Tension and pain in the jaws are some of the most common symptoms of a TMJ disorder, but this tension or pain constantly gets blamed on other issues. The sensations actually come from overworked nerves and muscles surrounding the joint; they work harder to compensate for the undue stress on the joint. Over time, these sensations can actually grow worse, so early diagnosis is key.

You have an issue with grinding your teeth.

People who have a tendency to grind their teeth can be more prone to also having a TMJ disorder. The grinding, whether you are doing it when you are stressed or when you are simply asleep, puts a lot of strain on the muscles that surround the TMJ and the joint itself. If you have already been diagnosed with bruxism (teeth grinding, clenching, or gnashing), it is important that you talk to the dentist about any symptoms of TMJ as well.

Reach Out to the Office of Dr. Michael J. Tupta for Advice

A dentist can help properly diagnose a TMJ disorder and make recommendations about treatment so you can get some much-needed relief from the symptoms. Reach out to us at the office of Dr. Michael J. Tupta in Charleston, WV for an appointment.

Why Has My Bite Changed?

Have you ever bitten down and felt like your teeth aren’t lining up the way they used to? Or have you ever been surprised to discover that your back teeth don’t meet up anymore when you clench your jaw? These are indicators that your bite has changed. Your bite is the term for the position of your upper and lower teeth when you close your mouth and bring your upper and lower jaw together. The alignment of your bite is important as far as your ability to speak and chew food, but it’s also important for your overall dental health. Persons with a severe underbite or overbite get important treatment to remedy the situation. If your bite has changed, you will also need to get dental treatment. Here are some reasons why your bite may have changed.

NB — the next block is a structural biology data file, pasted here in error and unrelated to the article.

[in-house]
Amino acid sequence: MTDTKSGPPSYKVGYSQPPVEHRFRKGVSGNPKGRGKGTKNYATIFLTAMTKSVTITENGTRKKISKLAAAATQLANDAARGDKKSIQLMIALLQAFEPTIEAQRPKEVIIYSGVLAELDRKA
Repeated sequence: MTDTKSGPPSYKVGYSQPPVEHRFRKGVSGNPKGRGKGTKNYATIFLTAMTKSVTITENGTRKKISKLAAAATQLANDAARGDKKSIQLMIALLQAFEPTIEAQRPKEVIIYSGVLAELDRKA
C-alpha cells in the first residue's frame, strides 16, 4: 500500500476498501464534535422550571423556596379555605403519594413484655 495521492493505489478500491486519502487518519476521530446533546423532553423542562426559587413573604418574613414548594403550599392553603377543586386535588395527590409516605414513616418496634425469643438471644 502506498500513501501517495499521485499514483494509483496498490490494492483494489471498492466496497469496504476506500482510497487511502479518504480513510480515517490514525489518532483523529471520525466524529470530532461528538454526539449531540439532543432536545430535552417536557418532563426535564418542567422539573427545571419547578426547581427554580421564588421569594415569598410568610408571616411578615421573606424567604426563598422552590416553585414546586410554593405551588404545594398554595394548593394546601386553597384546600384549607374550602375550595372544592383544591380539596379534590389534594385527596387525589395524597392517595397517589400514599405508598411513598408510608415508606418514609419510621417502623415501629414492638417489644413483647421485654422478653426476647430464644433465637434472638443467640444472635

Periodontal Disease

Periodontal disease is a very serious condition in which the mouth is overrun by bacteria, gum tissues have loosened away from the edges of the teeth, and bone loss may have occurred. Due to the extreme nature of periodontal disease and its way of loosening teeth, the bite is usually affected as well. If you feel that you have one or more loose teeth and your bite has changed, see your dentist right away to find out if you have developed periodontal disease.

Jaw Hinges

If you’re an older adult with relatively healthy teeth and gums but your bite has changed, your jaw hinges may be wearing down. Don’t worry – this happens to many people as they age. Certain other conditions can speed up this process, such as arthritis and grinding the teeth at night. Your dentist can do some diagnostic tests to determine if this is the cause, and recommend treatment options for you.

Wisdom Teeth

If you’re a younger adult, you might experience a change in your bite when your wisdom teeth grow in. As you can imagine, room must be made for more teeth at the back of your mouth. The change should be subtle, but if it’s not, or if it’s causing a problem, you may need to have your wisdom teeth removed.

If you notice that your bite has changed, don’t try to figure out the reason by yourself. Make a dentist appointment so you can get a professional opinion on the cause, as well as available treatment options.

4 Hygiene Tips For Denture Wearers

If you wear dentures, you should know that hygiene is just as important now as it was when you had natural teeth. You may even have a combination of natural teeth and a partial denture. It’s crucial that you take care of your denture so that you don’t cause harmful bacteria to build up in your mouth. Here are X hygiene tips for denture wearers.